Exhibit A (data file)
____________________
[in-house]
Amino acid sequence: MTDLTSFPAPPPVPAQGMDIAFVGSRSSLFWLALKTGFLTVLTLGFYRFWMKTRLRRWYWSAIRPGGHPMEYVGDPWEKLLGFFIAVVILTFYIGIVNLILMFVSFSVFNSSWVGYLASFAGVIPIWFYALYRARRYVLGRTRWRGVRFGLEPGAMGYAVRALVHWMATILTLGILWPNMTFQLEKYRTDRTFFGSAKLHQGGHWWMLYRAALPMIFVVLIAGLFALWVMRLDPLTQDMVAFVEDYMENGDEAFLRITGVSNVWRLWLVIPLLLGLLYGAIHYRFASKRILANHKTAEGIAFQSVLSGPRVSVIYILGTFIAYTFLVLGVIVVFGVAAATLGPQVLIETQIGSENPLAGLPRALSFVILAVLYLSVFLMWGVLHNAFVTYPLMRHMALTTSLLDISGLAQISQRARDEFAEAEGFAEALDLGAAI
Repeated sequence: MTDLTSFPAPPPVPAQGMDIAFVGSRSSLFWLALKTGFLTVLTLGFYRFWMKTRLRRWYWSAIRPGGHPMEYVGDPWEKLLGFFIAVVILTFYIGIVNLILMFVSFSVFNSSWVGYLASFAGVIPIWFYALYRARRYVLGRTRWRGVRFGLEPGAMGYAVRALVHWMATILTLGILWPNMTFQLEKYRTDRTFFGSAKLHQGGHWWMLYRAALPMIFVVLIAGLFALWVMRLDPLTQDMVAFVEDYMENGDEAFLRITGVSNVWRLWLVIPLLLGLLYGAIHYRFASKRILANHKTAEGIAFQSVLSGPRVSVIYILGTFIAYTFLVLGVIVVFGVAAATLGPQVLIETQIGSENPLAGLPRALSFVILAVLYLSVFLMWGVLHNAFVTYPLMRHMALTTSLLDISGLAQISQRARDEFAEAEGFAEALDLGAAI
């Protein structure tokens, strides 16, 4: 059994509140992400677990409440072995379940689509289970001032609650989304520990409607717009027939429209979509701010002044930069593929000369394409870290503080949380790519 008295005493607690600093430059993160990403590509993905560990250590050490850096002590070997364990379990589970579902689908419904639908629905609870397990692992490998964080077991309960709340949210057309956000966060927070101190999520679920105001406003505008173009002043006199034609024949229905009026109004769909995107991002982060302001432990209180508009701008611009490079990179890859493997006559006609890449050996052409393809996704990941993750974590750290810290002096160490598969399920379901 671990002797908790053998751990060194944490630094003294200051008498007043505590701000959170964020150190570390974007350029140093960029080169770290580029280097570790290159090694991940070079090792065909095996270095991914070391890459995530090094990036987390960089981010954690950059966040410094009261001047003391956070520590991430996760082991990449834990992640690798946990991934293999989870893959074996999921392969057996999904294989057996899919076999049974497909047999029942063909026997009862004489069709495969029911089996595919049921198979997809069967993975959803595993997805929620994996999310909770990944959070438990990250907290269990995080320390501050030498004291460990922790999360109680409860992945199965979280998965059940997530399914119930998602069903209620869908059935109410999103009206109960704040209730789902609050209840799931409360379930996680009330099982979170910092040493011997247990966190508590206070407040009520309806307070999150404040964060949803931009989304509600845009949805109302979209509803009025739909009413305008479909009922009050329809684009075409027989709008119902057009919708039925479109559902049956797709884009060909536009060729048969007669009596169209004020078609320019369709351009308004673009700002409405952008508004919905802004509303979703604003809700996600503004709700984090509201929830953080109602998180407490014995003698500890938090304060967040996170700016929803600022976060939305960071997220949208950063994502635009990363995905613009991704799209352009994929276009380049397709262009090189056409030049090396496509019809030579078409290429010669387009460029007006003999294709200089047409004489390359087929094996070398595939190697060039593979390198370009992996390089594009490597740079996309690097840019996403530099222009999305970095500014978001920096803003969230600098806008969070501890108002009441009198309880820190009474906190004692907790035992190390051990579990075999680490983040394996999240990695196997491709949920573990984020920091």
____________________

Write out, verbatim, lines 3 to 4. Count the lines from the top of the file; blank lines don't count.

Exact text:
Repeated sequence: MTDLTSFPAPPPVPAQGMDIAFVGSRSSLFWLALKTGFLTVLTLGFYRFWMKTRLRRWYWSAIRPGGHPMEYVGDPWEKLLGFFIAVVILTFYIGIVNLILMFVSFSVFNSSWVGYLASFAGVIPIWFYALYRARRYVLGRTRWRGVRFGLEPGAMGYAVRALVHWMATILTLGILWPNMTFQLEKYRTDRTFFGSAKLHQGGHWWMLYRAALPMIFVVLIAGLFALWVMRLDPLTQDMVAFVEDYMENGDEAFLRITGVSNVWRLWLVIPLLLGLLYGAIHYRFASKRILANHKTAEGIAFQSVLSGPRVSVIYILGTFIAYTFLVLGVIVVFGVAAATLGPQVLIETQIGSENPLAGLPRALSFVILAVLYLSVFLMWGVLHNAFVTYPLMRHMALTTSLLDISGLAQISQRARDEFAEAEGFAEALDLGAAI
């Protein structure tokens, strides 16, 4: 059994509140992400677990409440072995379940689509289970001032609650989304520990409607717009027939429209979509701010002044930069593929000369394409870290503080949380790519 008295005493607690600093430059993160990403590509993905560990250590050490850096002590070997364990379990589970579902689908419904639908629905609870397990692992490998964080077991309960709340949210057309956000966060927070101190999520679920105001406003505008173009002043006199034609024949229905009026109004769909995107991002982060302001432990209180508009701008611009490079990179890859493997006559006609890449050996052409393809996704990941993750974590750290810290002096160490598969399920379901 671990002797908790053998751990060194944490630094003294200051008498007043505590701000959170964020150190570390974007350029140093960029080169770290580029280097570790290159090694991940070079090792065909095996270095991914070391890459995530090094990036987390960089981010954690950059966040410094009261001047003391956070520590991430996760082991990449834990992640690798946990991934293999989870893959074996999921392969057996999904294989057996899919076999049974497909047999029942063909026997009862004489069709495969029911089996595919049921198979997809069967993975959803595993997805929620994996999310909770990944959070438990990250907290269990995080320390501050030498004291460990922790999360109680409860992945199965979280998965059940997530399914119930998602069903209620869908059935109410999103009206109960704040209730789902609050209840799931409360379930996680009330099982979170910092040493011997247990966190508590206070407040009520309806307070999150404040964060949803931009989304509600845009949805109302979209509803009025739909009413305008479909009922009050329809684009075409027989709008119902057009919708039925479109559902049956797709884009060909536009060729048969007669009596169209004020078609320019369709351009308004673009700002409405952008508004919905802004509303979703604003809700996600503004709700984090509201929830953080109602998180407490014995003698500890938090304060967040996170700016929803600022976060939305960071997220949208950063994502635009990363995905613009991704799209352009994929276009380049397709262009090189056409030049090396496509019809030579078409290429010669387009460029007006003999294709200089047409004489390359087929094996070398595939190697060039593979390198370009992996390089594009490597740079996309690097840019996403530099222009999305970095500014978001920096803003969230600098806008969070501890108002009441009198309880820190009474906190004692907790035992190390051990579990075999680490983040394996999240990695196997491709949920573990984020920091």